What is Manhattanization?
The Manhattan skyline and the experience that dense and tall buildings have on the ground have elicited varied reactions in and beyond the United States. For fanatics and lovers of tall buildings, walking through Manhattan is like a utopian dream. However, for people who do not enjoy dense skyscrapers, walking and living in such a place would surely be a nightmare.
Love it or hate it, Manhattan is considered the trailblazer of skyscraper development. The city is characterized by a huge swath of buildings and is considered to have on of the most impressive skylines in the world. The cityscape of Manhattan is easily identifiable and so popular that the term "Manhattanization" has been coined to describe similar skyline developments in other cities such as Miami, Toronto, and San Francisco.
The term "Manhattanization" has been used to describe big cities that are undergoing changes due to a boom in downtown skyscrapers. It is a neologism term that has been coined to describe the construction of many skyscrapers or closely packed buildings transforming the appearance and characteristics of a city to resemble Manhattan. The term was used by critics of the high rise buildings built in San Francisco in the 1960s. Critics argued that the buildings were not good for the city since they would block the view of the bay and the surrounding hills. However, the idea of Manhattanization was soon accepted due to the careful urban planning. The term has been applied to several smaller US cities that have developed high-rise rental buildings since 2000.
Examples of Manhattanization
- San Francisco: The idea of Manhattanization came up frequently in San Francisco in the 1960s and 1970s. It was raised by Telegraph Hill residents who were concerned about losing their view of the bay. The increasing demand for housing in San Francisco has led to a boom in the development of high-rise buildings. The limited geographical confinements of the city only allow it to expand upwards.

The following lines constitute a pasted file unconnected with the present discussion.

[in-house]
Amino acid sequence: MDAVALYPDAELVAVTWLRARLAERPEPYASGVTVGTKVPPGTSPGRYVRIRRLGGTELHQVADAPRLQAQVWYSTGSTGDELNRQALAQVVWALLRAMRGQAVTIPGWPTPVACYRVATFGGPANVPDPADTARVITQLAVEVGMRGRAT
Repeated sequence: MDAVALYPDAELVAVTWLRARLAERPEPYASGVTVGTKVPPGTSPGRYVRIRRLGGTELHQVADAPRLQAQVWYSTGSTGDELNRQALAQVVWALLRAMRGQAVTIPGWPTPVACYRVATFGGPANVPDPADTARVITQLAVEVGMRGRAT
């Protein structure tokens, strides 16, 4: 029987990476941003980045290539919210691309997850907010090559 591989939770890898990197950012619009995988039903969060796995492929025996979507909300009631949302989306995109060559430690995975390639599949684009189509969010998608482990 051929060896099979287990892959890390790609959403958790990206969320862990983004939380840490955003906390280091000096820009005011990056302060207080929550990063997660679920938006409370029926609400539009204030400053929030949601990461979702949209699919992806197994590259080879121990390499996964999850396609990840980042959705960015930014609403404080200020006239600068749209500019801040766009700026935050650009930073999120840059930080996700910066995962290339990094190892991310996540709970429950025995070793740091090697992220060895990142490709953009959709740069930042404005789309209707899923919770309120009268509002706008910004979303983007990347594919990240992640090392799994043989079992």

- Miami: Manhattanization has been used to describe the 2003-2008 boom of real estate development in Miami that led to the construction of over 50 skyscrapers across the city. With over ten thousand residential units added to the city, it witnessed an increased prevalence of transport usage similar to Manhattan. Miami is to an extent similar to southern Manhattan in terms of high rise buildings and the large financial district.
- Toronto: The surge of office construction in Toronto is a welcome relief to the perennial housing shortages in the city. After a decade of stagnation, developers have invaded the downtown area. With several new condominiums going up, Toronto’s downtown is considered to be undergoing some sort of Manhattanization. The downtown is becoming busier and livelier each passing day. With the government support and the good will of the people, Toronto’s skyline is expected to be like Manhattan's.
Manhattanization is also used by critics who decry the inconveniences caused by high-density tall buildings such as visual obstruction, traffic, and shadowing, rather than in reference to the boom in the construction of skyscrapers. Most critics are not opposed to the development of tall buildings and in fact support such development but are only concerned with the inconveniences and negative impacts of tall buildings. Some critics also suggest that Manhattanization represents a city with so many vices such as crime, drugs, and debt.